1 fiduciary

   noun               fi·du·cia·ry             \fə-ˈdü-shə-rē, -ˈdyü-, -shē-ˌer-ē\

  1. one often in a position of authority who obligates himself or herself to act on behalf of another (as in managing money or property) and assumes a duty to act in good faith and with care, candor, and loyalty in fulfilling the obligation.

How to Purchase the Right Amount of Life Insurance

Anyone with a family to protect understands the critical role life insurance plays in their financial plan However,  in determining the actual amount of coverage to provide essential protection needs, many people tend to adhere to simplistic rules-of-thumb, such as a “multiple of income,” which may leave them wondering if they own too much or too little coverage. That’s not exactly the “peace-of-mind” we hope for when buying life insurance.

With your family’s financial future at stake, wouldn’t it be better for all concerned to simply clarify and quantify your family’s actual needs? While it does require a bit more time, some frank discussion with family members, and some number crunching, it will provide the assurance everyone needs that their financial lives are secure. 

Determining your actual life insurance needs can be done in a simple four-step process:

  1. Identifying and clarifying your actual needs  and goals
  2. Quantifying the need
  3. Determining how much existing capital or insurance is available
  4. Determine the amount of your capital need

Identify your actual need

It is critically important to determine, as a family, what is it you want to protect. Is it important that your family be able to maintain their current lifestyle? Is it important that your children be able to obtain a college education?  These and other family goals need to be thoughtfully considered.

Quantify the need

Immediate cash needs are obligations that need to be met by the surviving family, including

  • Outstanding debt (mortgage, student loans, credit cards)
  • Final expenses, including funeral costs, estate settlement costs, medical expenses
  • Future goals such as a college education for the children should be prefunded

Final expenses are an estimate but they shouldn’t be understated. Some financial planners suggest a figure as high as $50,000 to provide a cushion for unexpected expenses. 

College funding or other family goals should be based on a present value of what you would expect to pay today factored by a rate of inflation up until the time the funds are needed.

Income replacement needs should be determined based on the amount of lost income and the ability of surviving family members to replace all or a portion of it. Quantifying the income replacement need can be a little more complicated; however, the most important thing is to use realistic assumptions. It should be based on the family’s actual budget (assuming debt obligations and future goals are paid}. The budget should be adjusted for post-dependency years when the children are on their own. Most importantly, a realistic assumption has to be made as to the ability of the surviving spouse to replace any portion of the lost income throughout his or her lifetime. For the dependency years and retirement, you can apply an estimated Social Security benefit to offset the income replacement need; however, a more conservative approach would be to exclude it from your calculation.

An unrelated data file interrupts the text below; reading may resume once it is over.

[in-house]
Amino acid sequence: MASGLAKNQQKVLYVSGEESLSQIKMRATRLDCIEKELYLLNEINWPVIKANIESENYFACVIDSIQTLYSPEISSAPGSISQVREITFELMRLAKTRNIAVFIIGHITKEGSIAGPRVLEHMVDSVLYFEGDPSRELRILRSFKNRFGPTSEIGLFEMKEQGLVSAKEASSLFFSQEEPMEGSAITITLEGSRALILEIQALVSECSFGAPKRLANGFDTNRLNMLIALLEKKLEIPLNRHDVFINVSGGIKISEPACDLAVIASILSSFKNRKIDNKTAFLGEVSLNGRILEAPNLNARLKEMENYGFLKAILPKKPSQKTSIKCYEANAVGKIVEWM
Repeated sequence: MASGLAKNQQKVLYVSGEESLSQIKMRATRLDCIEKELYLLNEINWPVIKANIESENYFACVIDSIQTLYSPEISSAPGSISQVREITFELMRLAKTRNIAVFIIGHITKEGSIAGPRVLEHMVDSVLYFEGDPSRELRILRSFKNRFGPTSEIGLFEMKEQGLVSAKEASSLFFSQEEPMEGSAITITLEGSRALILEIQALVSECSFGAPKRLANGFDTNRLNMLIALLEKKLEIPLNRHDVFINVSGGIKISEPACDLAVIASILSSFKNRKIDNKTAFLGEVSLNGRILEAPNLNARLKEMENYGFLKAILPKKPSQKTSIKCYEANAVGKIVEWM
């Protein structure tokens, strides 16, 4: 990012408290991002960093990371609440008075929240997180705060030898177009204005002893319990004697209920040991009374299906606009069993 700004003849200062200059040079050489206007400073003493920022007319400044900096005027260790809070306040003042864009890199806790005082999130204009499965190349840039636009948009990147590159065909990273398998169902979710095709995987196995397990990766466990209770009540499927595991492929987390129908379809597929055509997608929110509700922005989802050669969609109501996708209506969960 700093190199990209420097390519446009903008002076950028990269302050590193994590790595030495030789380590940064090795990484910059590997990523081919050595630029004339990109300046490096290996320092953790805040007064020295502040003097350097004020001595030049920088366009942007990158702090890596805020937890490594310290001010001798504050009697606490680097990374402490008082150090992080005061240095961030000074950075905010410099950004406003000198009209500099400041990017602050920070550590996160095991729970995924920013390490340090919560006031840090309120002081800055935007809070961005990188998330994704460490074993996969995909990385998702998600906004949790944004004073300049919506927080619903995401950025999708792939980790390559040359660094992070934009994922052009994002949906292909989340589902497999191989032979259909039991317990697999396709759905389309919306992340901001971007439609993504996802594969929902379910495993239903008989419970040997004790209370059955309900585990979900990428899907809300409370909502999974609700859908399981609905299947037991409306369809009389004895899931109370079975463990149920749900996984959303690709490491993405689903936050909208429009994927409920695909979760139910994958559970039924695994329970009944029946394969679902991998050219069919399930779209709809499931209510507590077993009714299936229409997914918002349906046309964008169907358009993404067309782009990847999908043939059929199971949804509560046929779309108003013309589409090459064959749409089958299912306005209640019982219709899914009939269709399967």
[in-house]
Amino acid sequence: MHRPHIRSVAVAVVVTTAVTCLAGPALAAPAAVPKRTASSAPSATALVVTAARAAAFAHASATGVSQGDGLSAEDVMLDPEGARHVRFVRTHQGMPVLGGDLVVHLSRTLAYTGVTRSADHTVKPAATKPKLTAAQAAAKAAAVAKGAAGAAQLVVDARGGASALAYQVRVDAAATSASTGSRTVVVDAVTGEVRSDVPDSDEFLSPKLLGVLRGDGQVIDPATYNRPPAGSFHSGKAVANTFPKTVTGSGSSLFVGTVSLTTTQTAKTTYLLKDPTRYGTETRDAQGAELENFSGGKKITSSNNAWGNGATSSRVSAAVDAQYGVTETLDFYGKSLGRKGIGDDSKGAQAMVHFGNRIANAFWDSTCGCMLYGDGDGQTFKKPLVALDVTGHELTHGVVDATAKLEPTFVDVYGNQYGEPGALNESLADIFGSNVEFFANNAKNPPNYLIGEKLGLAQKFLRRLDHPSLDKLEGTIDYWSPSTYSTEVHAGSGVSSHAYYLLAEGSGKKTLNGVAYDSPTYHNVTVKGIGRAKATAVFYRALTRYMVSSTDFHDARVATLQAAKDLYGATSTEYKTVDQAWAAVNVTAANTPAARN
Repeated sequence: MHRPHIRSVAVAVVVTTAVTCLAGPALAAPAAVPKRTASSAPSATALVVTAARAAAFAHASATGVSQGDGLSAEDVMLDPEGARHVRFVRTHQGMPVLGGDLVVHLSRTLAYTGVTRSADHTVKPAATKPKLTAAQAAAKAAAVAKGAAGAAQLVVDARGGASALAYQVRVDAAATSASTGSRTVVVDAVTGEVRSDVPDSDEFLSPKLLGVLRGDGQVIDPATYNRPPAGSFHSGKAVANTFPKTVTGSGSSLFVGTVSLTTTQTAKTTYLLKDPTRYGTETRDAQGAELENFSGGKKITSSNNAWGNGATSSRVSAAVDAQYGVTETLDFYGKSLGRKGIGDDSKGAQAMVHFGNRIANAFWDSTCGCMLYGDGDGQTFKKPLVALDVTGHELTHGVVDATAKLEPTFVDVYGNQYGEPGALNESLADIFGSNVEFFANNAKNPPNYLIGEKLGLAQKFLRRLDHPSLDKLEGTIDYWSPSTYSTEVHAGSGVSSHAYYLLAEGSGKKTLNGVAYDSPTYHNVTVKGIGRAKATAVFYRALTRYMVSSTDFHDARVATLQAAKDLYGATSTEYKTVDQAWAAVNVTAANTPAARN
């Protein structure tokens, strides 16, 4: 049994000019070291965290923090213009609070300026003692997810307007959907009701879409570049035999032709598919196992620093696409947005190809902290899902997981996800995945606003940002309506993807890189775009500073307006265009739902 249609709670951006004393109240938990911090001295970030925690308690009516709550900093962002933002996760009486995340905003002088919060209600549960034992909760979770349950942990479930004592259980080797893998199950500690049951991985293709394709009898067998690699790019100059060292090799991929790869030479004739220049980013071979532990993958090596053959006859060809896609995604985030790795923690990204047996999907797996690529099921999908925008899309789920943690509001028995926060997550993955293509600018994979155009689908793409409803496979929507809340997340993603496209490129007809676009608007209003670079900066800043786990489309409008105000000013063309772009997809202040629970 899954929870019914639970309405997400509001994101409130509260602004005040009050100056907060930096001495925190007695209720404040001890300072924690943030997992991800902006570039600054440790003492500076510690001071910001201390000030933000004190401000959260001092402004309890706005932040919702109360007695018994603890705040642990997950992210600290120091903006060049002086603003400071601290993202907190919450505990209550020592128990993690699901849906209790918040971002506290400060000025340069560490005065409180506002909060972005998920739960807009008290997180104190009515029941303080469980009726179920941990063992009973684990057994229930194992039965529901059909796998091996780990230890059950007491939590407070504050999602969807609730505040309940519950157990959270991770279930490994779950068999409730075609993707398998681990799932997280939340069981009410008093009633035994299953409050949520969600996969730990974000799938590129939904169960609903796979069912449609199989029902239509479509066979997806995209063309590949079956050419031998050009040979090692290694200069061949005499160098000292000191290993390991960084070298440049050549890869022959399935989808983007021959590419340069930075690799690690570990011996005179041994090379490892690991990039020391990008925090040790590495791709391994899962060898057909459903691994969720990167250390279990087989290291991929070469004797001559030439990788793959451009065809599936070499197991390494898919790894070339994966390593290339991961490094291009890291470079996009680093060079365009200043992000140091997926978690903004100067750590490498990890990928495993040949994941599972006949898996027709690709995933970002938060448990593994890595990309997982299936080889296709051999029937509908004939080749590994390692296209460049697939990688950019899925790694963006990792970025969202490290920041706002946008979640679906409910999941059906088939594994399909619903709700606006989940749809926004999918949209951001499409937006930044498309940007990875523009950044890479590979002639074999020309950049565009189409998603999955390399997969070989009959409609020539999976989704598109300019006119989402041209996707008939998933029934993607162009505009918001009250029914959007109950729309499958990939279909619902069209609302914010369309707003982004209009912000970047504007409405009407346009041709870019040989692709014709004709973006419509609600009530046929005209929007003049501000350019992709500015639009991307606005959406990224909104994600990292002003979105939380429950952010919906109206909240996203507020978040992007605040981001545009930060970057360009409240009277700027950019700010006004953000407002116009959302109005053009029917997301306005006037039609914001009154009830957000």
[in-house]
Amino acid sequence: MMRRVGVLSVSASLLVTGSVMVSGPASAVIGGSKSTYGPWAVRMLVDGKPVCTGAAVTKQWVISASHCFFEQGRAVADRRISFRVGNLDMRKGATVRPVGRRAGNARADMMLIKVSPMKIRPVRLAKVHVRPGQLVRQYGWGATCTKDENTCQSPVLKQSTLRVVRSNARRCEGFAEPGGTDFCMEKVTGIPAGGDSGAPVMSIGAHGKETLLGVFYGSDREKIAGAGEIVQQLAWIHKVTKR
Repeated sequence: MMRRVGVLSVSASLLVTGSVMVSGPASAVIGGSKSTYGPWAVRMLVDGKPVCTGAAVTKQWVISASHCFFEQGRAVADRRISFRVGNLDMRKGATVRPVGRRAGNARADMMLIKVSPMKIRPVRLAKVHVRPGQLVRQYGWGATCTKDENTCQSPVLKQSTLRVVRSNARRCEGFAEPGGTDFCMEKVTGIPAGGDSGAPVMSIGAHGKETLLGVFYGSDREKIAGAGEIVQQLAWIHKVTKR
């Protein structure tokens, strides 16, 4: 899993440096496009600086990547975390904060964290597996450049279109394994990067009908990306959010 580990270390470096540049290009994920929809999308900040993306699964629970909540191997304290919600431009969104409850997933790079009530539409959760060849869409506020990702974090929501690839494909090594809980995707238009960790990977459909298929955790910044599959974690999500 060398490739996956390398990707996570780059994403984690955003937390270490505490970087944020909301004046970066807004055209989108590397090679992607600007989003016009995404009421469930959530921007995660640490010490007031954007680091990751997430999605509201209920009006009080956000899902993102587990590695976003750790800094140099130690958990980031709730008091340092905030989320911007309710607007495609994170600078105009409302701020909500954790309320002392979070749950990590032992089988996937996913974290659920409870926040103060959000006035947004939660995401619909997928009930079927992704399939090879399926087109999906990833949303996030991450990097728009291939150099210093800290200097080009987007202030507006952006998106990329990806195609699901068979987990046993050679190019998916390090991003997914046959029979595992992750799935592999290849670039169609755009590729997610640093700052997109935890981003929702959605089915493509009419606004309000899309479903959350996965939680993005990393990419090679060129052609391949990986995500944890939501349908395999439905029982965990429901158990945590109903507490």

Determining the capital need for income replacement is obviously more complex; however, with the availability of online calculators there is no need to do it manually. The critical point of this explanation is to recognize that, when you are determining how much capital will be needed to replace your income, there are a lot of factors to consider, which a simple “multiple of income” formula cannot account for.

Determine how much capital is available

Take an inventory of your liquid assets, retirement plans and existing life insurance.  If you own a business or real property, you would need to determine whether these assets are to be made available (as well as the practicality of having to liquidate them). 

Determine the amount of your capital need

Simply subtract your capital available from your capital needs (immediate cash needs plus income replacement needs) to arrive at your net capital need. That is how much life insurance you need.

Life insurance is too important to rely upon guesses or simple formulas to determine the amount of coverage needed to fully protect your family. There are many factors and variables that go into determining how much life insurance is needed in any particular situation. Nothing short of a complete capital needs analysis will provide an accurate assessment of your actual life insurance need.

It's strongly recommended that you consult with a financial planner and/or a life insurance specialist to get professional advice on how much life insurance you should own.

*This content is developed from sources believed to be providing accurate information. The information provided is not written or intended as tax or legal advice and may not be relied on for purposes of avoiding any Federal tax penalties. Individuals are encouraged to seek advice from their own tax or legal counsel. Individuals involved in the estate planning process should work with an estate planning team, including their own personal legal or tax counsel. Neither the information presented nor any opinion expressed constitutes a representation by us of a specific investment or the purchase or sale of any securities. Asset allocation and diversification do not ensure a profit or protect against loss in declining markets. This material was developed and produced by Advisor Websites to provide information on a topic that may be of interest. Copyright 2014-2016 Advisor Websites.

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1 Source: http://www.merriam-webster.com/dictionary/fiduciary

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